I would love to have been there when Alexander Graham Bell experienced his great “a-ha” moments. His first “a-ha” might have gone something like this, “Oh no. . . I gotta make two of these things!” Can you then picture Al showing off the first pair of telephones to friends and dignitaries who ask the questions, “Do you have to have two phones and a different set of wires for each person you speak to? Where are you going to run the wires? What do you mean, ‘switchboard’?”
Recently I was speaking with a friend who likened Logos Bible Software to the Amazon Kindle and the Sony e-Reader. His point was that we all represented similar abilities to read digital books. Our new iPhone app reinforced his analogy. I pointed out that his perspective was only true to a point. E-book readers have much in common with printed books: They are convenient, hand-held, self-contained, and portable. They are little more than a book that runs on batteries. They go beyond the printed book by serving as vending machines for additional books. But while they have some endearing features, they still only represent basic paper book utility: reading words on pages. With Logos Bible Software, reading words on pages is just the beginning.
Just as the utility of a telephone increases relative to the number of other telephones it is connected to, the value of each Logos book increases relative to the number of books and data sets it references. Logos books are worth more than 100% of the paper book utility. The quantity and quality of explicitly “tagged” links along with word, phrase, topic, and reference links and the sheer size of the Logos Bible Software formatted book count create a network effect dramatically superior to the utility of any individual or collection of stand-alone digital books. Stand-alone digital books are the raw ingredients of Logos Bible Software, not the end product.
A commentary linked to a Bible, linked to a dictionary, linked to an atlas, linked to each of the other books in the library offers a multiplier network effect to the value of every single book. Every combination of books is greater than the sum of the books. The network effect is seen clearly in telephones, radio, TV, Facebook, the human genome, and yes, Logos Bible Software.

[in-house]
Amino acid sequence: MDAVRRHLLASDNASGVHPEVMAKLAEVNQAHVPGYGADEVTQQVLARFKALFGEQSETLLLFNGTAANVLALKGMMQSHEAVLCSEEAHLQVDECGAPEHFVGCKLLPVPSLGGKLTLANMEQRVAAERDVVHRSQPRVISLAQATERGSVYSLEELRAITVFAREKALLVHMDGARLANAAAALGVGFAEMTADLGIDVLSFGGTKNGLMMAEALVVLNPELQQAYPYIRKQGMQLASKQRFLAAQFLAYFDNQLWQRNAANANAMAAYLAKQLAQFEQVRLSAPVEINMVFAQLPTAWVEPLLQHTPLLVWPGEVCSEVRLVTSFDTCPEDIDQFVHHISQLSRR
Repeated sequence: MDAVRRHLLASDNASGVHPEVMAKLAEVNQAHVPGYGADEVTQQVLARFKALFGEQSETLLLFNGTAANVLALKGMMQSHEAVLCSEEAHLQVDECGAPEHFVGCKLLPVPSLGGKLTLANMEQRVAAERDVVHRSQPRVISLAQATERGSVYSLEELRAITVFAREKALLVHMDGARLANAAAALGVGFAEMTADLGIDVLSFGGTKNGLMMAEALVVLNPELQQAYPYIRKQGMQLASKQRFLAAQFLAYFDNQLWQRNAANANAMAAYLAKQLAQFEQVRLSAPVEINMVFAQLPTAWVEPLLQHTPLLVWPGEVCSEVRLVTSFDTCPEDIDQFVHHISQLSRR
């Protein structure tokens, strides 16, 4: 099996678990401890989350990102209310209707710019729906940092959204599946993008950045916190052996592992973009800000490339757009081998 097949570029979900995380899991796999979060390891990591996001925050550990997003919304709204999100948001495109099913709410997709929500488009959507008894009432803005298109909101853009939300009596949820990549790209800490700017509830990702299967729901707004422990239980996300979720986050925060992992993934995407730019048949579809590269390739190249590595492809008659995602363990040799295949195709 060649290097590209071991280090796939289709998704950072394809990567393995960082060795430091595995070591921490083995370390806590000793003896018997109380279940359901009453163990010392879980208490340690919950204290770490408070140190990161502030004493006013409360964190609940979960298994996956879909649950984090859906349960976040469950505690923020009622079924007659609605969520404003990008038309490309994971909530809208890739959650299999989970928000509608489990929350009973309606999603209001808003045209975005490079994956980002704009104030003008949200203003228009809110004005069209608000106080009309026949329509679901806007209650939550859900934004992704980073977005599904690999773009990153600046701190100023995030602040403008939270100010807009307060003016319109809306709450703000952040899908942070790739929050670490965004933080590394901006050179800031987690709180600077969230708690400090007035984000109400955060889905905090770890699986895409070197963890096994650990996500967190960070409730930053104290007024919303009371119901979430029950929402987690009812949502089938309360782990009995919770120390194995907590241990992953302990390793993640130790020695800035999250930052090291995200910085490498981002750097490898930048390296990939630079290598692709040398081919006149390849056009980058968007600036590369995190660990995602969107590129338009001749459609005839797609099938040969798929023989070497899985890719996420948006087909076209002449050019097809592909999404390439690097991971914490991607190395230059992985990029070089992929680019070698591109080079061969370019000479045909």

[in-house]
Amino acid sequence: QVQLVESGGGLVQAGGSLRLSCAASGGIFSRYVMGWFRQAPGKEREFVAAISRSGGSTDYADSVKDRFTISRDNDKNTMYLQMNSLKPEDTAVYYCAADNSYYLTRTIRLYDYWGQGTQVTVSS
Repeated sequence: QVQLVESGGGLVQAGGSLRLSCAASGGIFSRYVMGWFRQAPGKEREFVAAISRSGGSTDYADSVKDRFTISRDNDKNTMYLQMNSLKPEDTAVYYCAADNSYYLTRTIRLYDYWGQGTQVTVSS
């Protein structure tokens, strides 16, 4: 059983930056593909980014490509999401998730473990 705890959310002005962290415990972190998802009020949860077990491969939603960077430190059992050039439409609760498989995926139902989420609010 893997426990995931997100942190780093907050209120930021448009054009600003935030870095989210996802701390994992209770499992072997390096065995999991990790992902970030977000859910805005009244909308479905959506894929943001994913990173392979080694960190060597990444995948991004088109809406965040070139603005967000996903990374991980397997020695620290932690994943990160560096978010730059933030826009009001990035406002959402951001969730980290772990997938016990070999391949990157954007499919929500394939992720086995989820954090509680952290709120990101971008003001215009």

One way of measuring this network effect is Metcalfe’s law:
Metcalfe’s law states that the value of a telecommunications network is proportional to the square of the number of connected users of the system (n2). . . . Metcalfe’s law characterizes many of the network effects of communication technologies and networks such as the Internet, social networking, and the World Wide Web.
And I would suggest it also applies to linked books in the Logos Bible Software.
Let x equal the value of one book. Linked together in a network,
- Two books = 4x
- Three books = 9x
- Four books = 16x
A thousand–volume Logos Bible Software Library has the utility of a million stand-alone resources and the convenience of your desktop, laptop, or your iPhone/iPad!
Today’s guest post is from Brittany Young, a member of our Electronic Text Development team.
As one of Electronic Text Development’s Book Designers, the most common question I hear is, “Wait . . . do you have to type out the whole book by HAND!?” That’s when I get to give them a little insight into the text development process.
ETD is a vital part of Logos’ structure. Without us, there wouldn’t be any books to ship to your digital library. Those books also wouldn’t have hyperlinks, Greek, Hebrew or Transliterated language tags, images or any of the number of things that make Logos’ software unique.
How texts are developed
Usually, we’ll receive text files from the publisher of the book and format those files to match the print version. The book goes through many stages, first to a group of people called Reference Taggers. They add Bible tags and other data tags to our—over 100 different—data types (like the Works of Josephus, Strong’s Numbering, or The Laws of Hammurabi), and jump tags both to internal references and to other existing Logos resources. Then, the book heads to the Book Designer who does work on overall edits, final tagging, formats like indentation, font size or style, image insertion, and the list goes on. We use XML code and internal tools to help with the bulk of work, which are imagined and built by our talented Book Developers. The book then goes through an in depth series of final checks and corrections by our Team Leaders before it’s sent off to the boss to be shipped. After that, your book is ready for use in Logos 4!